After completing a recent rebrand of its coffee shop concept, Artigiano is poised for expansion in the Vancouver area and beyond.
“Today we’re very much in the Lower Mainland and we’re pushing our way out into the Valley in the Lower Mainland now quite aggressively,” said Dean Shillington, President of Artigiano. “And we have two locations in Calgary.
“I got involved in around 2019. I bought the business outright. The plan was to rebrand the business and to flip the model from a corporately-owned model that was becoming more and more difficult to run from a labour standpoint and we flipped it to a franchise model that we’re on now.
“With that model we have very robust expansion plans. We plan to continue a very aggressive expansion through the Lower Mainland. We’re on the Island now in the Nanaimo BC Ferries Terminal and in Langford. So we’re going to expand on the Island. We’re to expand and start focusing on Alberta and then the plan is to go south.”
The brand has been around since the late 1990s in Vancouver when it was started by a couple of Italian brothers as Caffe Artigiano. A new concept of coffee was introduced to the Lower Mainland with the skills of Latte Art, a new cafe ambiance and a new European style of drinking coffee.
It was an immediate hit with lineups of people wanting to experience the brand.
Today, there are 18 locations with two more openings in the near future. There are also three licensees – two are in local grocery store Stongs and one at a golf course.
Sarah Brown, Senior Vice-President of Artigiano, said the newest locations will open in Langley and then one on Robson Street in Vancouver in front of BC Place where all the sports take place.
“As much as the business had its challenges through the 2010 to 2017 period, the business has always been known for having among the best coffee in the space,” said Shillington. “Once we were able to master our system and regroup and recalibrate everything at this point it’s about duplication of a good franchise model and a good training model.
“It’s really easy for us to go and create a formula now that we can go expand and take advantage of that. Where the pitfalls were in the previous owner is they went down East and they tried to go aggressively into Toronto. I lived there for a time. I spent a lot of time there. It’s a very corporate environment, very Starbucks, Tim Hortons, kind of mentality environment and they didn’t go in with anything unique for an offering.
“So rather than do the typical Canadian thing and go East our plan is to stick more with the West Coast vibe and the quality, the art, the craft, the artisan side of our brand and go south which is a little bit more aligned geographically.”
Some of the existing locations still have Caffe Artigiano signage but they will be changed as the company is in the process of rebranding select locations, said Brown.
“A lot of businesses in this hospitality space are finding it increasingly challenging for labour,” said Shillington. “And really through the pandemic, it offered us an opportunity to completely reset the model. And as a business trying to expand, just the churning of the labour you typically find in hospitality and coffee made it really difficult to deliver a superior experience consistently among a lot of locations.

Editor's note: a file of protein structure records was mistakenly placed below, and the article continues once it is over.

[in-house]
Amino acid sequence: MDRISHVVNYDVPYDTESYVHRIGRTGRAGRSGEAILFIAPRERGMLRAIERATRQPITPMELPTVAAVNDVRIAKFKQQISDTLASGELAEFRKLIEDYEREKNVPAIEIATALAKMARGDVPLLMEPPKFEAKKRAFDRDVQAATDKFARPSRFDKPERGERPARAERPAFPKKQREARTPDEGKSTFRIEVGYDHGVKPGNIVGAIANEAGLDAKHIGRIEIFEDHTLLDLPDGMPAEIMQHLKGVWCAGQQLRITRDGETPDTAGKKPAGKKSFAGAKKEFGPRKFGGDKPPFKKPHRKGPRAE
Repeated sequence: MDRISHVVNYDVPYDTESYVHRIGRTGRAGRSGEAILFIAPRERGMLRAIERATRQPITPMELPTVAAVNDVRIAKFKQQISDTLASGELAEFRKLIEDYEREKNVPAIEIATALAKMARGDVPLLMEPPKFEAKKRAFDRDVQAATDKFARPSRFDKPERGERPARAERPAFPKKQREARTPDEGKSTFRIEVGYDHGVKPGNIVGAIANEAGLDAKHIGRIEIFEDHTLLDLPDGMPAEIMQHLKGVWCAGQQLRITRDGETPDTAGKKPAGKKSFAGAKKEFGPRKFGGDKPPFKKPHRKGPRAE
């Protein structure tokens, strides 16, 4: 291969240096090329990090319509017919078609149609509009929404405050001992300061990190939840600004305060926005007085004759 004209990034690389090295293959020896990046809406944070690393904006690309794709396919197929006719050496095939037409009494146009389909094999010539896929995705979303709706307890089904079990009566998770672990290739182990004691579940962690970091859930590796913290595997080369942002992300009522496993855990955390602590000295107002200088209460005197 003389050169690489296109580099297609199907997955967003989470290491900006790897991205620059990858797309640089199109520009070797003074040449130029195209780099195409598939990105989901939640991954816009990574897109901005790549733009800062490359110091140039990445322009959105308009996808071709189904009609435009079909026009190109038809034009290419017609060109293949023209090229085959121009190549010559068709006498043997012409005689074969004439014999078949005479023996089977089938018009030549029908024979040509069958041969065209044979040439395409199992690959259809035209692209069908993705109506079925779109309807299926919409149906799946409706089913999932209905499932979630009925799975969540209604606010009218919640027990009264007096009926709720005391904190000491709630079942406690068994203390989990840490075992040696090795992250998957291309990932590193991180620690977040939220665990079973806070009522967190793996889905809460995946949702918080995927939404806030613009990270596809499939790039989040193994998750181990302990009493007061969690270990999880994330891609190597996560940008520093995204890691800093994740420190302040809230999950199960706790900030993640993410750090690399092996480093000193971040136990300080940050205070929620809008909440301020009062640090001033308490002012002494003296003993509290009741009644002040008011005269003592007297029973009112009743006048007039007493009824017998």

“So when you bring in a local partner, our experience is a local partner can go and run one of our cafes significantly better than the dedicated manager which means they can make a lot more money than we can and it creates a more consistent experience. And for us the most important thing is for someone that goes and sees us on the Island or downtown or in Langley they’ll have the consistent experience and want to come more and more.”
Shillington said cafe sizes range depending on the location. The company is considering smaller kiosk locations in high traffic areas such as around transit and office buildings of about 500 square feet. The strike zone for a typical location is between 900 and 1,600 square feet with a big patio component.
Traditionally with the brand the focus was downtown locations but Shillington said it will now look at not only key downtown locations but also in active communities.
“We’re a high quality option in the coffee space but you need lots of traffic in order to do it. We do love the more marquis locations. One of our best locations is a place called Shipyards in Vancouver where you sit there and you see downtown Vancouver,” said Shillington. “It’s an iconic spot to sit and have a cup of coffee.
“Those are the areas that get us really excited. Otherwise it’s high traffic. It’s around transit, it’s around offices and communities.”
Brown said product development has been part of its strategy in the past couple of years in figuring out what consumers want beyond just coffee – at the right price point.
“We’re doing everything from the traditional pastries that you would see in a cafe, croissant offerings, muffins, and we have a small lunch offering and a pretty great breakfast offering,” she said. “We’re also developing a grab and go program for those folks that need something a little faster. Then we’ve also started licensing some of our locations where it makes sense and where we feel we’re in a market that there’s an appetite for folks who want to come at the end of a work day and have a beverage. We’re offering a very competitive Happy Hour program as well as beer, wine and cocktails in some of our locations.”
The Espresso Martini will be a signature drink.